Tuesday, November 25, 2014

Five Quick Tips for Maui Dive Travel

Living on Maui and working in the tourism industry gives us unique insights into some of the issues that can cause hiccups in your diving experience here. Here are five quick tips to help our fellow divers make their dive trips to Maui even better!

1. Ship your gear over for service BEFORE your trip.  If you’re going to Legend LXthe trouble of packing and bringing your gear with you, you’re going to want to actually use it, right?  And, if you don’t get to use your equipment frequently throughout the year, chances are good that it will need a tune-up, if not a complete overhaul by the time you get to Maui.  Once you’ve inked your travel dates, just give us a call to make sure we’ve got parts for your brand of equipment.  Our tech will ask you a few questions and take it from there.

But what about getting your gear serviced at your local shop before your trip?  That’s a good idea too, but an even better idea if you’ll have time to dive it before your trip. Our repair tech often hears the words, “but I just had it serviced before we left for Maui” when divers bring in gear that needs some tweaking.  As good as a tech is, gear can sometimes perform differently underwater than it does at the repair bench.  When you ship your gear in for service ahead of time, we’ll have it ready for you when you arrive, and if it needs another “tweak” after that, we’ll be able to handle it for you immediately.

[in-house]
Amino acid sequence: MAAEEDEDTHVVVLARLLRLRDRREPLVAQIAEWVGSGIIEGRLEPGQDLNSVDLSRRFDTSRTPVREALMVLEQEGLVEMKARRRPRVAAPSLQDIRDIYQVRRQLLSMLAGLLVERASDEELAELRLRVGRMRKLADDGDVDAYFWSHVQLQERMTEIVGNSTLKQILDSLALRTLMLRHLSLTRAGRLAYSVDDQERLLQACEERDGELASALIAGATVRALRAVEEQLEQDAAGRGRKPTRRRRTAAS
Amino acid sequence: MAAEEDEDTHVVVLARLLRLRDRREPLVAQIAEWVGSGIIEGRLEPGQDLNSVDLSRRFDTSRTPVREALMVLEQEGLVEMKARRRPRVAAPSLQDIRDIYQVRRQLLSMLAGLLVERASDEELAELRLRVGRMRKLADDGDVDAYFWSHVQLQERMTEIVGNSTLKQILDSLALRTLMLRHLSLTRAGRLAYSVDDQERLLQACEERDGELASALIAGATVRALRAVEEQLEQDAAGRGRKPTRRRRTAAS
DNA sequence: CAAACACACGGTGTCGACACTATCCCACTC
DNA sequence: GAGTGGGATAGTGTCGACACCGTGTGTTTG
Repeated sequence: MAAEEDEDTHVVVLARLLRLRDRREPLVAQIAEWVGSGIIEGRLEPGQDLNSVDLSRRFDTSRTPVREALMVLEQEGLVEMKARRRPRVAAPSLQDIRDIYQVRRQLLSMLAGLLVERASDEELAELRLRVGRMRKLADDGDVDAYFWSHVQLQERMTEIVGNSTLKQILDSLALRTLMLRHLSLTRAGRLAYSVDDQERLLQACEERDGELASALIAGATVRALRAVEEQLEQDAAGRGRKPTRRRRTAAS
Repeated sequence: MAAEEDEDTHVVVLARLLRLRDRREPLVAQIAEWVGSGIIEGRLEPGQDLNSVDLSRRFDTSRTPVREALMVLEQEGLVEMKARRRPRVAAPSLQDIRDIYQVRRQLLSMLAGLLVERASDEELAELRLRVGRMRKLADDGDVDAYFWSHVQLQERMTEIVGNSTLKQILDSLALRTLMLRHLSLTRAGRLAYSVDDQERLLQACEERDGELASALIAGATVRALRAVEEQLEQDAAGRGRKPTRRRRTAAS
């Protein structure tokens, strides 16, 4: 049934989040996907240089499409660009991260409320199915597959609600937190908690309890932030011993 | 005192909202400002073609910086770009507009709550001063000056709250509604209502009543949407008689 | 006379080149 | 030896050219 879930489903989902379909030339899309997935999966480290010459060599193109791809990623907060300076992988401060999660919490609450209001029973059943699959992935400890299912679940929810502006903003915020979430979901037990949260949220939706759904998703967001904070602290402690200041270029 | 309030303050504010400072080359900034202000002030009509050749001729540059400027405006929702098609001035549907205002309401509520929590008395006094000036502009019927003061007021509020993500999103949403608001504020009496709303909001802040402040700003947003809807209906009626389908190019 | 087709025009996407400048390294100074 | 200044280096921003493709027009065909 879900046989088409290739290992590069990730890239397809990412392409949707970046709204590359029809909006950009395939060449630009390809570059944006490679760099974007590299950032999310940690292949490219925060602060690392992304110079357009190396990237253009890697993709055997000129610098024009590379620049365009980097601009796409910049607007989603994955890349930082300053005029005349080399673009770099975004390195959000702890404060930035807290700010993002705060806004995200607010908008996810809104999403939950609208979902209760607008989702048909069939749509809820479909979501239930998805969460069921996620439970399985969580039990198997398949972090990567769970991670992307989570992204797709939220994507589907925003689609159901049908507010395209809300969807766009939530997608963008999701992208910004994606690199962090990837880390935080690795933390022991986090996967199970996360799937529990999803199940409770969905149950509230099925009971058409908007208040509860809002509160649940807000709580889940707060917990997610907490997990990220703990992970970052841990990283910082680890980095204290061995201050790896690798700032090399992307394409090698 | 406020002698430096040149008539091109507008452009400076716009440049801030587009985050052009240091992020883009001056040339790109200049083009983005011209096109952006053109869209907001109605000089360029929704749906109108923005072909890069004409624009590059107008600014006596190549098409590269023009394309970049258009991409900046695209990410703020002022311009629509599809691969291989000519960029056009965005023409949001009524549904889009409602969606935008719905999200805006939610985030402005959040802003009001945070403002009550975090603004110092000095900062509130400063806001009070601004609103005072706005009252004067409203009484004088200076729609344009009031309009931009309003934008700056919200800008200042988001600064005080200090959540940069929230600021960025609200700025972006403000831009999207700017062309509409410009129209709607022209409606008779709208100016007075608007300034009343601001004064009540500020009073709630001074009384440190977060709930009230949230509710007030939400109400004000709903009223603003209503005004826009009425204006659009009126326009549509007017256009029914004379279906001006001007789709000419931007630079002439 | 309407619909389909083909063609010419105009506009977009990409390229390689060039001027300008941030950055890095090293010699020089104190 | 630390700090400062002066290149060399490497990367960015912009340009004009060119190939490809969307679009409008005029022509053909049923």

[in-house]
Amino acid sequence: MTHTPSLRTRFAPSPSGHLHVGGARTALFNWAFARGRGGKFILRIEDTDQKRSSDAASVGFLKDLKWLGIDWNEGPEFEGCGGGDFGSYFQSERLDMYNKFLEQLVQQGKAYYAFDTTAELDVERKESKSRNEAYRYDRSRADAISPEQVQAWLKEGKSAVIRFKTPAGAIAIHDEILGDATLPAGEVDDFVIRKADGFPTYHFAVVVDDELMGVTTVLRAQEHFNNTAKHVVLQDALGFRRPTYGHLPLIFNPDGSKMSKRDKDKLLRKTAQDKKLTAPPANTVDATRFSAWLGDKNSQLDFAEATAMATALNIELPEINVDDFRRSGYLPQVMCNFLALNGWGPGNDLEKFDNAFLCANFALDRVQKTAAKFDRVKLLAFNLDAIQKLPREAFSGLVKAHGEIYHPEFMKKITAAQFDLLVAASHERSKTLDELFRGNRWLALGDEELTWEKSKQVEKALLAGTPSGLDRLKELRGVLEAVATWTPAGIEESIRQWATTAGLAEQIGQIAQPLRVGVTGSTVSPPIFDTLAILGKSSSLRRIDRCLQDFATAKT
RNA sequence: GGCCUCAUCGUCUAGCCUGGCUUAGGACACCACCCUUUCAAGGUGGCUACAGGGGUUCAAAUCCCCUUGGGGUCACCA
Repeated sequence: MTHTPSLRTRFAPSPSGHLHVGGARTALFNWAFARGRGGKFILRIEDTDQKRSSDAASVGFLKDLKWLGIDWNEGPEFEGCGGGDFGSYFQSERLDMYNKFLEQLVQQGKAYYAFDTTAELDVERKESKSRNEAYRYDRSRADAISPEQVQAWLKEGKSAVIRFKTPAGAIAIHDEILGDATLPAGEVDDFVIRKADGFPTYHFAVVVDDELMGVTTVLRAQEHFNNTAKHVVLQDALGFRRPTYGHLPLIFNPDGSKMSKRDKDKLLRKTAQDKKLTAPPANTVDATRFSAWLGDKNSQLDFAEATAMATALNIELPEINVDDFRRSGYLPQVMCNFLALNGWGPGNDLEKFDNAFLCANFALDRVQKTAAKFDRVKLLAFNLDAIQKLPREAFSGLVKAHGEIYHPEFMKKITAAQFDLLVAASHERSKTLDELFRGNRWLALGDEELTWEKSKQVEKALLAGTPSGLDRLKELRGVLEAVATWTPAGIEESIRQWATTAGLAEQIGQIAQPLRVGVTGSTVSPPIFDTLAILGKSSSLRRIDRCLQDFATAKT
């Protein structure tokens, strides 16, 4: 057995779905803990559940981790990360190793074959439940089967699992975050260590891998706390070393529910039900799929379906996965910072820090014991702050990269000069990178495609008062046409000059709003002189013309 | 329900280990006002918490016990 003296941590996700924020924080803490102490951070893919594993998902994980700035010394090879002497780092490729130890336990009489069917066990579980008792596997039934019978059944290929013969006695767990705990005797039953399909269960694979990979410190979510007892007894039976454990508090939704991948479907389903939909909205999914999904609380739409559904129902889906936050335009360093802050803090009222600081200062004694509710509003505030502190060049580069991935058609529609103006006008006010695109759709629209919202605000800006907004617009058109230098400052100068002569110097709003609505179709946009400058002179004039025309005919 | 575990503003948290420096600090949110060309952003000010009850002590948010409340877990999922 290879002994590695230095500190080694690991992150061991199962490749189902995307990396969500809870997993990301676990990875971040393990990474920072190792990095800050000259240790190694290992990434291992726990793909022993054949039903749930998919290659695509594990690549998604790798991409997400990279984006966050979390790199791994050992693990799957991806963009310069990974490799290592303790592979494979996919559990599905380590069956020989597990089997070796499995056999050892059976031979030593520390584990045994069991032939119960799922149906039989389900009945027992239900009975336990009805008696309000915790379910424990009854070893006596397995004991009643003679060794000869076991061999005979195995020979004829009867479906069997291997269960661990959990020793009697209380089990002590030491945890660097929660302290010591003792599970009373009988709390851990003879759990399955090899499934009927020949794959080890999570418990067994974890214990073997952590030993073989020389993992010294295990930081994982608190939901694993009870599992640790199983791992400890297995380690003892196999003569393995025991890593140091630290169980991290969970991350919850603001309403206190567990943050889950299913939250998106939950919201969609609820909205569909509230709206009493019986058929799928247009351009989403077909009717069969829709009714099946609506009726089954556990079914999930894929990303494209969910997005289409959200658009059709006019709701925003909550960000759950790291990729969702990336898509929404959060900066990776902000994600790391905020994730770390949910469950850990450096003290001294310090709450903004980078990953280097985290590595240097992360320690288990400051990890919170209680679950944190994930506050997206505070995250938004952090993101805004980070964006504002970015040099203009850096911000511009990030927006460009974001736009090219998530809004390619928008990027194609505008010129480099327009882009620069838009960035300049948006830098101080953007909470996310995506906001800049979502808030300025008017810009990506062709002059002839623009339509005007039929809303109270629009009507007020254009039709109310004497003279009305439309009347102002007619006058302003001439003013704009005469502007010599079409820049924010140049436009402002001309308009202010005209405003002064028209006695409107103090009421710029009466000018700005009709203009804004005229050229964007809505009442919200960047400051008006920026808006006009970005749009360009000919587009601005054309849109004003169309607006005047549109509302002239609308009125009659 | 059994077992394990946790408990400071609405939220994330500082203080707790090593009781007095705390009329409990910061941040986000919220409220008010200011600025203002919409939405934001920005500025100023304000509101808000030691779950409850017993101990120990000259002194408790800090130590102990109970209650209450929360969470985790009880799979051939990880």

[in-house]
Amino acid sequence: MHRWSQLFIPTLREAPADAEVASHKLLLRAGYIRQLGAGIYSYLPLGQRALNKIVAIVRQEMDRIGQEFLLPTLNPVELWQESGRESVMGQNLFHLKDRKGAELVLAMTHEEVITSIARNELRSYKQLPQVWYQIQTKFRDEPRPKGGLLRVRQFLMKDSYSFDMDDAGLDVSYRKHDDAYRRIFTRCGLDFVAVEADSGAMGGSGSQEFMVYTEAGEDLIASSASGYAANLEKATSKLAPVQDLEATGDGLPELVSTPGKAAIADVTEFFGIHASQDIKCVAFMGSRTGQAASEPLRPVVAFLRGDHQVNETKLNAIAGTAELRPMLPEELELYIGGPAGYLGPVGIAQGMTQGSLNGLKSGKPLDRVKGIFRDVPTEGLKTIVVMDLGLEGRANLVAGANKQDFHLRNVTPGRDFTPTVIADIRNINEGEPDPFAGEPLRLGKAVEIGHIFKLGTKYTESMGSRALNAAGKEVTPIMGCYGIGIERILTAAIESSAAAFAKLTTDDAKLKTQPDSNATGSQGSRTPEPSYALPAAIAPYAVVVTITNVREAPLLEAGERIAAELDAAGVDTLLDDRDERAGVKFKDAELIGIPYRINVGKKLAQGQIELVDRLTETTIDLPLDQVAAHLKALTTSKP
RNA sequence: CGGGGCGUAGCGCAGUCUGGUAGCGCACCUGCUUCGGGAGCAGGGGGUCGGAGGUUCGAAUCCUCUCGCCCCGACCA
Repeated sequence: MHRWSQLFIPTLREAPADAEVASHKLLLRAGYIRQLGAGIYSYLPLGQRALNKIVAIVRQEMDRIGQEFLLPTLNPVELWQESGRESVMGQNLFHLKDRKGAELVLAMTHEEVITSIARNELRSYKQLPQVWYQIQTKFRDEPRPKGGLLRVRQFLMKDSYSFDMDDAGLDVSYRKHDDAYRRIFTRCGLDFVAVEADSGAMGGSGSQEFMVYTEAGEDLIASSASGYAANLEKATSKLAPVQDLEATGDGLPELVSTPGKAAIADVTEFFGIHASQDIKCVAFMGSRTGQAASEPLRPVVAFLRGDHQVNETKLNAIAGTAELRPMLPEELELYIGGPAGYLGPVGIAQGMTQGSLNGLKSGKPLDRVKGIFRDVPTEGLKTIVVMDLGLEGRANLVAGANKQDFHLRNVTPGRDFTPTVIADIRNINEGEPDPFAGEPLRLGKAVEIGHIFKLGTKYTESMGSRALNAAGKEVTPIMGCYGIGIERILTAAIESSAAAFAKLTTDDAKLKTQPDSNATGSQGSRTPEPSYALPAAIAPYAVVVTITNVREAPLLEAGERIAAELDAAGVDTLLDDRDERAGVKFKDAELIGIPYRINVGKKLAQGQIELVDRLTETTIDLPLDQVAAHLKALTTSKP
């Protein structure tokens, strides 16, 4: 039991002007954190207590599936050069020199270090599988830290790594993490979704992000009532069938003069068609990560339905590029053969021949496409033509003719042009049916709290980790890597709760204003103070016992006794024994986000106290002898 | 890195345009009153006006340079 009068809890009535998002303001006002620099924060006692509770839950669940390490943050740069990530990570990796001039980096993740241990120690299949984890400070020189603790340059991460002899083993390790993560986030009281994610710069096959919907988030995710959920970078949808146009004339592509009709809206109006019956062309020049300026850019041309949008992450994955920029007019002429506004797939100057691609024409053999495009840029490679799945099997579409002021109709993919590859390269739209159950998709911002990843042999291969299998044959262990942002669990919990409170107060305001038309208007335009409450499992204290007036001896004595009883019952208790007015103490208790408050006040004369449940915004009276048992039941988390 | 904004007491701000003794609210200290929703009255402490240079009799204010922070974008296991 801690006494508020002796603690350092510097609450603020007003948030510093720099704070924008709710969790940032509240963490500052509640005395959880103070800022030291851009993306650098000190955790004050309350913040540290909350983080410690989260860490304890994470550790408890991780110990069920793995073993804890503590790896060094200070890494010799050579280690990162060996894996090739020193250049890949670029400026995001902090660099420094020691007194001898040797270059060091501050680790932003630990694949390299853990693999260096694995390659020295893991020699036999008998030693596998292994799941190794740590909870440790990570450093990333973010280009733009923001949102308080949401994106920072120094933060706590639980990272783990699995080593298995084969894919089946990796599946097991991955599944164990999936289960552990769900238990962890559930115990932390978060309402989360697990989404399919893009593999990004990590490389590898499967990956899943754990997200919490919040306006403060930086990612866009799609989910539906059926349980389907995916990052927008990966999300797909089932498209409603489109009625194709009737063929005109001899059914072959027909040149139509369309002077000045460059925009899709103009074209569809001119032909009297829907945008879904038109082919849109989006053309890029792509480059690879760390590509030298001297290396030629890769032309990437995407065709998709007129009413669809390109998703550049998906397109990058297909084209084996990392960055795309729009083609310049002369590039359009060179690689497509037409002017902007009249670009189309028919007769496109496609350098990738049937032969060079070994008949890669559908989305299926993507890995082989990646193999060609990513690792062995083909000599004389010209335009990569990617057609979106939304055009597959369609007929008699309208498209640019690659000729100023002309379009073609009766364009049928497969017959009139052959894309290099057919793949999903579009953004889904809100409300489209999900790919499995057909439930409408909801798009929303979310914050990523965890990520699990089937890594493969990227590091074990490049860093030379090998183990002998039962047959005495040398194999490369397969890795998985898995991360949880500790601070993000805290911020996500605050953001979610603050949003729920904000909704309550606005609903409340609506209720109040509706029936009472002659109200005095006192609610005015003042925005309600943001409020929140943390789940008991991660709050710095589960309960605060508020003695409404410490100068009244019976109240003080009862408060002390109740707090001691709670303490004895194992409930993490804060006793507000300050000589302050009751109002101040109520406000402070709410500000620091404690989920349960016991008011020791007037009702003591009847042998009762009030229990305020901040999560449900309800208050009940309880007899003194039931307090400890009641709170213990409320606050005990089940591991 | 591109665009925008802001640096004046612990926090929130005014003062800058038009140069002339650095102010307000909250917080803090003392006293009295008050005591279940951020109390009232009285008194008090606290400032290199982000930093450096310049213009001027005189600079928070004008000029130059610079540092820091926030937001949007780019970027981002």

Customers frequently ask us to service their gear at the end of a trip and then ship it back to them.  If your gear is going diving with you in the near future, then this is fine.  If, however, it’s going to go directly to your closet for the next several months, you are better off waiting until just before your next trip to have it serviced.

2. Don’t bring good stuff to the beach.  We believe that Maui is a pretty trouble-free place to visit, but why take any chances?  Think about it.  Dive sites are often a little off the beaten path.  Us divers are going to disappear, out of sight and out of ear shot for about an hour.  Once a potential bad guy sees us descend, they may feel they have plenty of time to check out our cars, gear bags, etc.

When I go to the dive site, I bring my driver’s license and a few bucks “just in case”.  My car key doesn’t have any electronics on it, so I can actually take it diving.  If you have valuables that you want to keep dry and keep with you, consider a small dry pouch of some sort that you can tuck into your wetsuit or BCD pocket.  At the very least, hide things well and do it before you get to your destination.

3. Make reservations early.  We cannot stress this one enough.  Time and again, we get phone calls from people who want to book a referral course for when they get to Maui...THIS weekend!  Most of the time, we are already booked and have to turn them away.

Solo travelers have better luck than most at getting last minute spaces on dive boats, luaus, and zip line tours, but all of these activities have limited spaces each day.  If there is an activity on Maui that you really want to do, make your reservations well in advance, anywhere from two weeks to two months ahead of time. This is  especially important if you are visiting Maui during one of our peak seasons like Thanksgiving week, Christmas and New Year’s and Spring Break.  On Maui, Spring Break runs from March through about a week after Easter each year.